Paperwork delays Marmite factory reopening
An unfinished lift is holding up the reopening of Christchurch's Marmite factory.
Production of the popular spread was suspended in March after earthquake damage to a cooling tower at Sanitarium's Papanui factory rendered the nearby Marmite building unsafe.
Yesterday, a Christchurch City Council building inspector went through the factory to see whether he could sign off on a code of compliance, which would allow Sanitarium to access the building.
However, he could not do so because the building consent contained plans for a lift that would not be completed until next year.
Although the lift was not essential to the factory running, the inspector could not sign the forms until work on it was completed.
Building operations unit manager Ethan Stetson said the council would now issue a building consent that did not include the lift.
Once paperwork for the new consent was complete, the council could sign off the code of compliance and allow Sanitarium to re-enter.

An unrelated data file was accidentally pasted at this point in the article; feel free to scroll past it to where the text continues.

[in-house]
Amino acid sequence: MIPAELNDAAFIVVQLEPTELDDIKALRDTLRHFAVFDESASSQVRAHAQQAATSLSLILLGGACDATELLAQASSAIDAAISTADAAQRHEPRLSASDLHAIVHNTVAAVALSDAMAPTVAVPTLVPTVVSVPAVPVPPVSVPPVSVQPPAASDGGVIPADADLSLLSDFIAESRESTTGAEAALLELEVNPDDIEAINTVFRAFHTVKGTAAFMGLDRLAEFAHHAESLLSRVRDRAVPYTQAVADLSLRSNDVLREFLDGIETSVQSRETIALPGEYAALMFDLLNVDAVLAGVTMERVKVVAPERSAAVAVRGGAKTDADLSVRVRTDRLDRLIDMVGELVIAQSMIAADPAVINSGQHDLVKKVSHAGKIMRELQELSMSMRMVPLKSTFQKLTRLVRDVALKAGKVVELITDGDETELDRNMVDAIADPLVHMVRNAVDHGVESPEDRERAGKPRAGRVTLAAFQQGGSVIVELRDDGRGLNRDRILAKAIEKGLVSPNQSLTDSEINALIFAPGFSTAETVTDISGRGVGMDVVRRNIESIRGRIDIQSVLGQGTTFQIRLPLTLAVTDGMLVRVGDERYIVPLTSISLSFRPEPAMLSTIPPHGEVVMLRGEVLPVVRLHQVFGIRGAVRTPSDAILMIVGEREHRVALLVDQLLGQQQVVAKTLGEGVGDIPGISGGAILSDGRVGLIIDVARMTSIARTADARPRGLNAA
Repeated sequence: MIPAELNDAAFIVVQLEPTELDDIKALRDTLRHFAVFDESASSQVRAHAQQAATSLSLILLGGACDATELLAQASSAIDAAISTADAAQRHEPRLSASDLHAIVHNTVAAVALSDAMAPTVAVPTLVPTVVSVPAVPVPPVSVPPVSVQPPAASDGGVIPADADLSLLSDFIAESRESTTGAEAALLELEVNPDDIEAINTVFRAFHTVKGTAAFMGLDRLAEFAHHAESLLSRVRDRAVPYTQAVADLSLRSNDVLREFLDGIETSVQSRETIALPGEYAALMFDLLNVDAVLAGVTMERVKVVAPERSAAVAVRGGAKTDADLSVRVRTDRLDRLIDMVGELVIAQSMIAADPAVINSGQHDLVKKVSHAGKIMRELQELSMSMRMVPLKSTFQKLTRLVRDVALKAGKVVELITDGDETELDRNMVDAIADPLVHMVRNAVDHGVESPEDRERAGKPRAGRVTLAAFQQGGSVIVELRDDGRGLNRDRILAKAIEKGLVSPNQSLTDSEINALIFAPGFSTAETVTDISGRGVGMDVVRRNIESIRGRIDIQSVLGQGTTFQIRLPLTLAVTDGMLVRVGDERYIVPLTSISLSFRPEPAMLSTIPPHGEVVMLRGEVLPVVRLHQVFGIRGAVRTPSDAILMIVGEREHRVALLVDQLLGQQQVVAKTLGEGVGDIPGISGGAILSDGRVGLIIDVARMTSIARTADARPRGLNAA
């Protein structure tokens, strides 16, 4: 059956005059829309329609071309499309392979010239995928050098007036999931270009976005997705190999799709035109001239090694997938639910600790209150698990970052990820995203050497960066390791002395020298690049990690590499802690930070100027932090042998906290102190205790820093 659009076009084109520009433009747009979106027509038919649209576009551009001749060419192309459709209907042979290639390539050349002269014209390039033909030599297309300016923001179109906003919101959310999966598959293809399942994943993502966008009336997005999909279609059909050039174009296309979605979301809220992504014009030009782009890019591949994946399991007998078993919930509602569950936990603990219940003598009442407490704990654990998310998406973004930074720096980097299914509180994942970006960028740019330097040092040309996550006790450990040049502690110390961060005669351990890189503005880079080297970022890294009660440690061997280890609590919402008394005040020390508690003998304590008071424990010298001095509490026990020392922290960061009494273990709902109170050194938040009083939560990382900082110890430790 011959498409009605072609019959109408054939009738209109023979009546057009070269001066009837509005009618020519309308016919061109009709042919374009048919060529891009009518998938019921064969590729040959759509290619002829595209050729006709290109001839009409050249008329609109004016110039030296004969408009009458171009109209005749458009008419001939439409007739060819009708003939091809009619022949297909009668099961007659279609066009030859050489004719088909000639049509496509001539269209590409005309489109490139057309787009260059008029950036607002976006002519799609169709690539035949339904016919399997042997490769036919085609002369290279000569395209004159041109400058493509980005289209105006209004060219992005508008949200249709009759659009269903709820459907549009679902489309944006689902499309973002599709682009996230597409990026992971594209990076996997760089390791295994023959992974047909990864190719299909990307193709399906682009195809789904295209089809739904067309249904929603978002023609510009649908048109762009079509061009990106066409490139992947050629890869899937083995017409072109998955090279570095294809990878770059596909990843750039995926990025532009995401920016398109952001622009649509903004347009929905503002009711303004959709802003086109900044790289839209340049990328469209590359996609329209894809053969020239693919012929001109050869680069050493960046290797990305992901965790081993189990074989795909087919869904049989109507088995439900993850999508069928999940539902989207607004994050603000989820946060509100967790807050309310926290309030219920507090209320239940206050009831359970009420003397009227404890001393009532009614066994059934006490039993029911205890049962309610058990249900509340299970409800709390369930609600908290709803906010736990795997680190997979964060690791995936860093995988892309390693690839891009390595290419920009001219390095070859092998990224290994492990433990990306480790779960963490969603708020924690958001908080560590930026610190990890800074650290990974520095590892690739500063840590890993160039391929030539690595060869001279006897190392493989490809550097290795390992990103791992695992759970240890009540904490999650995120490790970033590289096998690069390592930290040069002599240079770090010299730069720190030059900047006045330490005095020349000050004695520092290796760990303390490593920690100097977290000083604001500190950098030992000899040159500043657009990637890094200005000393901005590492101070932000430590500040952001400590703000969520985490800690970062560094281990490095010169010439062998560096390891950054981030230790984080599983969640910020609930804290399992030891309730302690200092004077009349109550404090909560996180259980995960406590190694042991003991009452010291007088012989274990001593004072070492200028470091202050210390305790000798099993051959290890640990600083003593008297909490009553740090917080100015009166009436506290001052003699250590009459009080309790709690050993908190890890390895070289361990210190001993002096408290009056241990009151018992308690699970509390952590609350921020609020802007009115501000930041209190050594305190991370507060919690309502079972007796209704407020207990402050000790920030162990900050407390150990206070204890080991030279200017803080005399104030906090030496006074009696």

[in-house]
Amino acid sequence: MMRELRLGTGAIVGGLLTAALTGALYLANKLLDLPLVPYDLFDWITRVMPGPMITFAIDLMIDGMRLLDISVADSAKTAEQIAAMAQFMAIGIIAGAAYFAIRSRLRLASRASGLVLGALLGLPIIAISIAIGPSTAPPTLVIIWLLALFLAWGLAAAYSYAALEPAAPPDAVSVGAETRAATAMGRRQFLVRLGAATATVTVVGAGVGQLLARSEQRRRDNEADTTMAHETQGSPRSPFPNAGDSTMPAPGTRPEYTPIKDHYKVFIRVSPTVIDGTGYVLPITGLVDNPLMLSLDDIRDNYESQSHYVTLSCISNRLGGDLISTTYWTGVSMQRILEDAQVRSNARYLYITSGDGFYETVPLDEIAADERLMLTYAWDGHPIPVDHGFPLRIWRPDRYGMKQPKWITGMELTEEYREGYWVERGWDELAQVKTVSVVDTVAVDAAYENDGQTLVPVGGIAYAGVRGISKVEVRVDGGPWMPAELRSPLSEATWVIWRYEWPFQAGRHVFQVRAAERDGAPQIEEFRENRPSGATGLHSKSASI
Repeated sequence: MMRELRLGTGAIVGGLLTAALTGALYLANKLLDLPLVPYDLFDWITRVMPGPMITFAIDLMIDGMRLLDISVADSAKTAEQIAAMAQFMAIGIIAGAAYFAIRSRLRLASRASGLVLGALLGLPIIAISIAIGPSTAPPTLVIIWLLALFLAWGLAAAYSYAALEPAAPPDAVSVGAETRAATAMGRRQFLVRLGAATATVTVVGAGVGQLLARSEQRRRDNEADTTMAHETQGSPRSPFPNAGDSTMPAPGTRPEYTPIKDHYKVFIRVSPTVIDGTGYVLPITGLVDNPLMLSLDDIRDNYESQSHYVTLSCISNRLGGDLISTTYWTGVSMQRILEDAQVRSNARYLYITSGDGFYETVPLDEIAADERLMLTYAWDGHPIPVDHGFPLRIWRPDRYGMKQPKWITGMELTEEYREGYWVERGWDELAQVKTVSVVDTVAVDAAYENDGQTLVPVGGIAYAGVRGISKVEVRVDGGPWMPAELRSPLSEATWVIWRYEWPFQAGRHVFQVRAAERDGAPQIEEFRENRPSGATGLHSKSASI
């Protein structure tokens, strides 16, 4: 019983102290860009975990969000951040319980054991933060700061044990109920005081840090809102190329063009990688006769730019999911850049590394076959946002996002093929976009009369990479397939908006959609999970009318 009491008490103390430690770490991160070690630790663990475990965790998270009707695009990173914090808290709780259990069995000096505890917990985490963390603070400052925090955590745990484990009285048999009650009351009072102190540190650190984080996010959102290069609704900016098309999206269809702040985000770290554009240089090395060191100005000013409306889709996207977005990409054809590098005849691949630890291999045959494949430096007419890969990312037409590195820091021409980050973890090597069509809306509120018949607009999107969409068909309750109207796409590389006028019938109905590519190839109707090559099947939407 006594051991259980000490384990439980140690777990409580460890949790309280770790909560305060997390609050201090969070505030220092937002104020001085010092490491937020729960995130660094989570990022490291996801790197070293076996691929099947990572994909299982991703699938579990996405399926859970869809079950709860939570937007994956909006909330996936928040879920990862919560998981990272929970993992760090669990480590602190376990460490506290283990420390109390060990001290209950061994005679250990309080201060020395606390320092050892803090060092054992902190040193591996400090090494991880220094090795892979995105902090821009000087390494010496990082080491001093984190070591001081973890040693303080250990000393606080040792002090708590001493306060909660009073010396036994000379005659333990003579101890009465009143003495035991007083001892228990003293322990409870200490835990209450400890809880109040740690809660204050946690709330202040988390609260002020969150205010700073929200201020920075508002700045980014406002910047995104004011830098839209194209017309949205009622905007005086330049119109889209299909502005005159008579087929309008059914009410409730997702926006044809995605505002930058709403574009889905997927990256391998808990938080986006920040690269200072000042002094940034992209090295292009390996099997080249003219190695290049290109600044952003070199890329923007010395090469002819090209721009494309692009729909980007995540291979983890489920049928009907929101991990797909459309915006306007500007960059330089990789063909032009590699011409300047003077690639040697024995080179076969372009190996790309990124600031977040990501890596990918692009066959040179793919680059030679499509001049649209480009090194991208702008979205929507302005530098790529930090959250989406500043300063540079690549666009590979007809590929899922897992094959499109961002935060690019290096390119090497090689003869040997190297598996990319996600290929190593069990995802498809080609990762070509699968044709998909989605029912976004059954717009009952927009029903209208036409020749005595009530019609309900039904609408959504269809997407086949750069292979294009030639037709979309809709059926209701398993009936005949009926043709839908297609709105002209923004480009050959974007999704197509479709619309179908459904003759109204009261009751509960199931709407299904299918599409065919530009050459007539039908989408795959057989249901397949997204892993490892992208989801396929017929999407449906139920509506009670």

"Council has advised the project manager that the best way forward is to handle the liftshaft works as its own distinct consent," Stetson said.
"This allows Sanitarium to focus on the most critical work to get the factory back up and running."
He said the council hoped it could issue the code of compliance before Christmas.
"Council will continue to work closely with the chief executive of Sanitarium to ensure that the consents, inspections and code compliance certificates are processed in time," he said.
The lift consent would be handled in the new year.
Sanitarium said the approval would allow it formal access to start reviewing the plant's functionality. Further testing would be needed, involving pumping water through all the production pipes to check the seals.
"If all goes well, we can then start making bulk stock,'' the company said.
''Once we have enough bulk stock, it then has to be blended to achieve our unique Marmite flavour that Kiwis love. The next step will be to pack stock to get Marmite back on shelf."